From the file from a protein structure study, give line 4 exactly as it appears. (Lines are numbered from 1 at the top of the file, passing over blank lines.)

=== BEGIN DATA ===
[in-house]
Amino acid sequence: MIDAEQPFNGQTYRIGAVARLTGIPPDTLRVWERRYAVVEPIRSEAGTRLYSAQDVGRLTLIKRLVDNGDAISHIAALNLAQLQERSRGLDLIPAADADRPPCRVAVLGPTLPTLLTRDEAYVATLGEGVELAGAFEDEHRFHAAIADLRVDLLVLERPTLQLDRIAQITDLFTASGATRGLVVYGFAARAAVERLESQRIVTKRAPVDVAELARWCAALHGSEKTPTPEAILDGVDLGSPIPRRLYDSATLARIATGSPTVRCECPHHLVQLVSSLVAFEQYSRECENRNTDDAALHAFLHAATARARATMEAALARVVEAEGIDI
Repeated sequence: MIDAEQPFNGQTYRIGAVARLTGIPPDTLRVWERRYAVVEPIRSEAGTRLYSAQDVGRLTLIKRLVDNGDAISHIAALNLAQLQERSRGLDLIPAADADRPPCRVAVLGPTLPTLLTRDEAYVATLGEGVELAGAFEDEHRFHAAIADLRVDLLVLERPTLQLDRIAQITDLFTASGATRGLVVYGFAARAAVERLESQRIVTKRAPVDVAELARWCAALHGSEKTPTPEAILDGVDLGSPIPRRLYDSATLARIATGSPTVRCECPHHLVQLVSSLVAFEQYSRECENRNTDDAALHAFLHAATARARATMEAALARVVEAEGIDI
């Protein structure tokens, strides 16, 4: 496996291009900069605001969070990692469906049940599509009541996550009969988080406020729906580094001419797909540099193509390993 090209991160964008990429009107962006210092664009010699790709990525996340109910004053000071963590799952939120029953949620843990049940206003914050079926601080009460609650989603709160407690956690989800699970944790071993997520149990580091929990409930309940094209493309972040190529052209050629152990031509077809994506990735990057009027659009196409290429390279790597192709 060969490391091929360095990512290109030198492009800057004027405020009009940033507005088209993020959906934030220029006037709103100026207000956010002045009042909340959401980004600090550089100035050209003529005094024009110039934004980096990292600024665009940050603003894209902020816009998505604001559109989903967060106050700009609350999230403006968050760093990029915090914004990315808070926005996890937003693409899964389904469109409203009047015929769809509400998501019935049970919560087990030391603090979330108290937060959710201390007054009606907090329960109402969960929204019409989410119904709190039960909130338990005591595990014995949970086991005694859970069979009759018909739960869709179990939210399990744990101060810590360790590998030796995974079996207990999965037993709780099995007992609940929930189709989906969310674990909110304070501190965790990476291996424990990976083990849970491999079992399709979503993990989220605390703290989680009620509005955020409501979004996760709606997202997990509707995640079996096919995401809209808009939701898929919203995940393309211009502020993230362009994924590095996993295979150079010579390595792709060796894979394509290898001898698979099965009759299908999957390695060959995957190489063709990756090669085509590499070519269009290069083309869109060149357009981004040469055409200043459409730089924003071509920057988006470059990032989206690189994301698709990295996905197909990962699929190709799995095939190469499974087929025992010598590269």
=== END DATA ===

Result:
């Protein structure tokens, strides 16, 4: 496996291009900069605001969070990692469906049940599509009541996550009969988080406020729906580094001419797909540099193509390993 090209991160964008990429009107962006210092664009010699790709990525996340109910004053000071963590799952939120029953949620843990049940206003914050079926601080009460609650989603709160407690956690989800699970944790071993997520149990580091929990409930309940094209493309972040190529052209050629152990031509077809994506990735990057009027659009196409290429390279790597192709 060969490391091929360095990512290109030198492009800057004027405020009009940033507005088209993020959906934030220029006037709103100026207000956010002045009042909340959401980004600090550089100035050209003529005094024009110039934004980096990292600024665009940050603003894209902020816009998505604001559109989903967060106050700009609350999230403006968050760093990029915090914004990315808070926005996890937003693409899964389904469109409203009047015929769809509400998501019935049970919560087990030391603090979330108290937060959710201390007054009606907090329960109402969960929204019409989410119904709190039960909130338990005591595990014995949970086991005694859970069979009759018909739960869709179990939210399990744990101060810590360790590998030796995974079996207990999965037993709780099995007992609940929930189709989906969310674990909110304070501190965790990476291996424990990976083990849970491999079992399709979503993990989220605390703290989680009620509005955020409501979004996760709606997202997990509707995640079996096919995401809209808009939701898929919203995940393309211009502020993230362009994924590095996993295979150079010579390595792709060796894979394509290898001898698979099965009759299908999957390695060959995957190489063709990756090669085509590499070519269009290069083309869109060149357009981004040469055409200043459409730089924003071509920057988006470059990032989206690189994301698709990295996905197909990962699929190709799995095939190469499974087929025992010598590269």